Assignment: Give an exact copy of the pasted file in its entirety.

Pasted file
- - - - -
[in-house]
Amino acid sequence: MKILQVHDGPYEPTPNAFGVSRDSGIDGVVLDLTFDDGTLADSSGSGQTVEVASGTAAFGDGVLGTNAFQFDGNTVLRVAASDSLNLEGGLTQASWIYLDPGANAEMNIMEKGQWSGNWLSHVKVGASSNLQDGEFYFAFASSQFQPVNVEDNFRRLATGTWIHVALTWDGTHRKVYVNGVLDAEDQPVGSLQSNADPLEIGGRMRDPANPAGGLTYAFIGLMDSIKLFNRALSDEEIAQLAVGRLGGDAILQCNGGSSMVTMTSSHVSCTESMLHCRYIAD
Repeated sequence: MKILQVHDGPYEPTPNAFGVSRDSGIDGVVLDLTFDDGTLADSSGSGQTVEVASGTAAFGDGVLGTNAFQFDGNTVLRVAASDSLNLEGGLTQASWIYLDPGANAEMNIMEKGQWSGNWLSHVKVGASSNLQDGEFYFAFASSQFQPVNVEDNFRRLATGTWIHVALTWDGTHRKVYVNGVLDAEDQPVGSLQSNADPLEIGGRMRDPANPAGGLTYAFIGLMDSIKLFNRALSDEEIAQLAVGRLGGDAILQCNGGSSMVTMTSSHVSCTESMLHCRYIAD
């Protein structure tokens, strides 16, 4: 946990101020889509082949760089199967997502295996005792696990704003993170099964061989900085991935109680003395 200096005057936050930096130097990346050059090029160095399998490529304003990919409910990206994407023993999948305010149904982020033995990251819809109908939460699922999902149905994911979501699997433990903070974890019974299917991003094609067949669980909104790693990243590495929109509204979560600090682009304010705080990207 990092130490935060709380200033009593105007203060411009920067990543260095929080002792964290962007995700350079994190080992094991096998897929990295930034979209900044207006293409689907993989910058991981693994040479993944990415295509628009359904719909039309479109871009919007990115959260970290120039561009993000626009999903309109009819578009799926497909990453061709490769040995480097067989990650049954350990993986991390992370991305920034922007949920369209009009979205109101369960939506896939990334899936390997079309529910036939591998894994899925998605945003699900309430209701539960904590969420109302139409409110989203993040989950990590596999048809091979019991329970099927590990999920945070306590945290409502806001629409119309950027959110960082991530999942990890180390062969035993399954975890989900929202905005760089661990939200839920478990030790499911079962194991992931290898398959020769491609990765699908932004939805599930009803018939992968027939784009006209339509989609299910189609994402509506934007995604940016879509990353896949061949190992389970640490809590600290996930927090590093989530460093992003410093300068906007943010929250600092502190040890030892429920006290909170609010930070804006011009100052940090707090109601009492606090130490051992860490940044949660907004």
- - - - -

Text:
[in-house]
Amino acid sequence: MKILQVHDGPYEPTPNAFGVSRDSGIDGVVLDLTFDDGTLADSSGSGQTVEVASGTAAFGDGVLGTNAFQFDGNTVLRVAASDSLNLEGGLTQASWIYLDPGANAEMNIMEKGQWSGNWLSHVKVGASSNLQDGEFYFAFASSQFQPVNVEDNFRRLATGTWIHVALTWDGTHRKVYVNGVLDAEDQPVGSLQSNADPLEIGGRMRDPANPAGGLTYAFIGLMDSIKLFNRALSDEEIAQLAVGRLGGDAILQCNGGSSMVTMTSSHVSCTESMLHCRYIAD
Repeated sequence: MKILQVHDGPYEPTPNAFGVSRDSGIDGVVLDLTFDDGTLADSSGSGQTVEVASGTAAFGDGVLGTNAFQFDGNTVLRVAASDSLNLEGGLTQASWIYLDPGANAEMNIMEKGQWSGNWLSHVKVGASSNLQDGEFYFAFASSQFQPVNVEDNFRRLATGTWIHVALTWDGTHRKVYVNGVLDAEDQPVGSLQSNADPLEIGGRMRDPANPAGGLTYAFIGLMDSIKLFNRALSDEEIAQLAVGRLGGDAILQCNGGSSMVTMTSSHVSCTESMLHCRYIAD
């Protein structure tokens, strides 16, 4: 946990101020889509082949760089199967997502295996005792696990704003993170099964061989900085991935109680003395 200096005057936050930096130097990346050059090029160095399998490529304003990919409910990206994407023993999948305010149904982020033995990251819809109908939460699922999902149905994911979501699997433990903070974890019974299917991003094609067949669980909104790693990243590495929109509204979560600090682009304010705080990207 990092130490935060709380200033009593105007203060411009920067990543260095929080002792964290962007995700350079994190080992094991096998897929990295930034979209900044207006293409689907993989910058991981693994040479993944990415295509628009359904719909039309479109871009919007990115959260970290120039561009993000626009999903309109009819578009799926497909990453061709490769040995480097067989990650049954350990993986991390992370991305920034922007949920369209009009979205109101369960939506896939990334899936390997079309529910036939591998894994899925998605945003699900309430209701539960904590969420109302139409409110989203993040989950990590596999048809091979019991329970099927590990999920945070306590945290409502806001629409119309950027959110960082991530999942990890180390062969035993399954975890989900929202905005760089661990939200839920478990030790499911079962194991992931290898398959020769491609990765699908932004939805599930009803018939992968027939784009006209339509989609299910189609994402509506934007995604940016879509990353896949061949190992389970640490809590600290996930927090590093989530460093992003410093300068906007943010929250600092502190040890030892429920006290909170609010930070804006011009100052940090707090109601009492606090130490051992860490940044949660907004």